Last updated on 20th May 2018
As a beneficiary, lover and supporter of democracy in India, I felt it appropriate to put up this post. But please note that I have a PUBLICLY NEUTRAL role in these social media posts that I put up related to Indian politics. I do vote in Indian elections but I keep who I vote for as a private matter.
I think this matter would have international interest as Bangalore (Bengaluru), the Silicon Valley city of India, is the capital of Karnataka! Bangalore has the India main offices (India HQs) of many USA tech. companies.
http://www.timesnownews.com/elections/karnataka-assembly-election-2018-latest/election-news/article/karnataka-live-updates-bs-yeddyurappa-to-present-letter-of-support-congress-drafts-plea-for-goa-manipur/229317 reports that the Indian Supreme Court ordered a floor test to be conducted by 4 PM tomorrow (19th May) for both BJP and Congress-JD(S) POST-POLL alliance to prove their majority. The report quotes a Congress leader who was arguing the case in the Supreme Court, saying that the SC order also said that secret ballot should NOT be used for this floor test.
I think this short period will reduce, and perhaps prevent, any buying of MLAs (Member of Legislative Assembly) from opposing side parties for the sake of having a majority. Note that the Congress-JD(S) alliance is a post-poll one. Had it been a pre-poll one, I think the Governor would have been bound by some commission (Sarkaria commission, if I got the name right) guidelines on such matters, to invite the Congress-JD(S) to form the government. But as there was no alliance before the polls, perhaps the Governor felt that it is up to his discretion to choose whom among the two (BJP and Congress-JD(S)) to invite to form the government.
Another interesting development in this regard, which I read/viewed elsewhere, is that the Congress leader who argued the case in the SC, said that the request for the SC to provide guidelines on who should be invited to form the govt. in such situations, has been scheduled to be heard in the future (10 weeks later, if I recall correctly). That's really good. As then there will be SC arrived guidelines (which would be based on Indian constitution) which will set the norms for whom the Governor should invite to form the government in such cases.
What is important is that frank buying of MLAs in such fractured verdict scenarios should be prevented or at least reduced drastically. MLAs selling their support to a party they opposed in the election, for money (which would typically be huge sums of unaccounted money), is ****bad**** for democracy. The Supreme Court stepping in to stop or drastically reduce this corruption of Indian democracy, is very welcome.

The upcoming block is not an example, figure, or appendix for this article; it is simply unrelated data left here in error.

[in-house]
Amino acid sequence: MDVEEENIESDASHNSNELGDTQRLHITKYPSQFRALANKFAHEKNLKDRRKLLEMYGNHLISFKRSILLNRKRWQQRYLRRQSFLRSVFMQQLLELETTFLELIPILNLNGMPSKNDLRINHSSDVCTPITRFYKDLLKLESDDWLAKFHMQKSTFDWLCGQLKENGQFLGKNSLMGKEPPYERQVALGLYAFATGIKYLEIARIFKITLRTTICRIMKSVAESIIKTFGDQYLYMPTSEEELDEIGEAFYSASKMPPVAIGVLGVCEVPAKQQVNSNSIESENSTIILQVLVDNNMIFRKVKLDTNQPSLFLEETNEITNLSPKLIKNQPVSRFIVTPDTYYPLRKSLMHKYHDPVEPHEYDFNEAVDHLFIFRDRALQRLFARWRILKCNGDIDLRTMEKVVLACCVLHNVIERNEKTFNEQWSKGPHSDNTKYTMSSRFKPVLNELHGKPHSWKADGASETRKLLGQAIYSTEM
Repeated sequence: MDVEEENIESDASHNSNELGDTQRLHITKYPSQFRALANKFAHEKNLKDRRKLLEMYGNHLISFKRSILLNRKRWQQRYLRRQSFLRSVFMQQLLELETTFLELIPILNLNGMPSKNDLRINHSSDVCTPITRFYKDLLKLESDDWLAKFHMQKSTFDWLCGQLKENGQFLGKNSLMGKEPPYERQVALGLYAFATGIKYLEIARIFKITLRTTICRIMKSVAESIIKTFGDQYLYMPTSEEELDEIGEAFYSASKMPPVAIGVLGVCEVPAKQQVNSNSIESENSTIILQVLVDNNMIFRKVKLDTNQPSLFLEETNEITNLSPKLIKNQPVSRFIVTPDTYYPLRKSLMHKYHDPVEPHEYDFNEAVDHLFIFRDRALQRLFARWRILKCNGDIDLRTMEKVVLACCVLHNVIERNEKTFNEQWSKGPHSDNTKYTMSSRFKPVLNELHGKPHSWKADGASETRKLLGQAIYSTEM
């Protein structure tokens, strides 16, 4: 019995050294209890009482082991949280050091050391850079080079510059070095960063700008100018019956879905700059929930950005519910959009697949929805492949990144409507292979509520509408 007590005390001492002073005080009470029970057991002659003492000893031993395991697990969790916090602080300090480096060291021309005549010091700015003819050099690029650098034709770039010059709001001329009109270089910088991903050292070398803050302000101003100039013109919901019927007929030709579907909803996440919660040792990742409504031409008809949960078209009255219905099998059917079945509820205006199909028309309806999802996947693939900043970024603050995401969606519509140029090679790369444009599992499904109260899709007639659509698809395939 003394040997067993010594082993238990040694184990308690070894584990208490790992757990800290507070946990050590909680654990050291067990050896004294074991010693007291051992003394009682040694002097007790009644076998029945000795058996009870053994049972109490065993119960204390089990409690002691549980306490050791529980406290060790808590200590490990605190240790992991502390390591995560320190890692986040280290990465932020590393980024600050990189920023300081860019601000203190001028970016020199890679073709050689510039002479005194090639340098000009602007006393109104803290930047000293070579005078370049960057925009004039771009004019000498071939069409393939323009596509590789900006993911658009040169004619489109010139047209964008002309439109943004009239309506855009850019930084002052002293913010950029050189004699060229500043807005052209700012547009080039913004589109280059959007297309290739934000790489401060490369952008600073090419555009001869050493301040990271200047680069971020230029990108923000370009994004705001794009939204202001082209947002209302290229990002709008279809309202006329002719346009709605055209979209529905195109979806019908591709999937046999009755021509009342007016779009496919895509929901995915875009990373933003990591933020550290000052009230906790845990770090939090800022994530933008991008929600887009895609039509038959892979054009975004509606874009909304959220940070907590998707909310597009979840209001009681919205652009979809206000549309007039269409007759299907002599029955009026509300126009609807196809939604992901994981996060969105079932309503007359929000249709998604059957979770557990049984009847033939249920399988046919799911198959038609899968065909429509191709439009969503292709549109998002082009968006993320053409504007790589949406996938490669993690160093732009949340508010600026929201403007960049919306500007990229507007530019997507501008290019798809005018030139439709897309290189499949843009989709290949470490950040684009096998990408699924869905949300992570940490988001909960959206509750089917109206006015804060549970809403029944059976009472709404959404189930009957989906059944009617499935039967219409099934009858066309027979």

Please note that I am not criticizing any particular Indian political party. Allegations of buying MLA support (for huge sums of unaccounted money) (or MP - Member of Parliament support) to form governments have been made against various Indian political parties over the years. What needs to stop or at least be drastically reduced, is the buying of MLA (or MP) support, no matter which Indian political party does or attempts to do the buying.
Given below are some comments from my Facebook posts, https://www.facebook.com/ravi.s.iyer.7/posts/2155349994681566 and https://www.facebook.com/ravi.s.iyer.7/posts/2156076587942240, associated with this blog post:
In response to a comment (slightly edited) ("Sir: I think the spirit behind the numbers is more important than the numbers themselves. How can a last ranked party having less than 17% seats of the Assembly hope to float a CM over the first ranked one, (which) has received more than twice the seats? It is a mockery of the popular mandate. Democracy has indeed stood defeated here. And electoral reforms need to be undertaken."), Ravi S. Iyer responded:
--Name-snipped--, It is unusual for the 3rd place party to have its leader proposed as the Chief Minister (due to 2nd place party providing its support). But I think that is allowed as per India's constitution.
I don't know enough about the history of democratic parliamentary system politics to know whether that is always bad, and so should be prohibited. Anyway, if that is to be prohibited then a constitutional amendment would be needed. That's how I think it is. Those are the rules of the game.
In response to a comment ("SC can't override the Governor"), Ravi S. Iyer wrote:
I think here we have a dispute on what is the constitutional thing to do, and if the constitution does not specify it in black and white, what is the right thing to do based on other parts of the constitution. And for this, I think the Supreme Court of India is the correct institution to study the matter and give a judgement/order which becomes settled law, till there is a constitutional amendment related to the matter or the Supreme Court judgement is appealed (I presume there is an appeal process for even the Supreme Court judgement).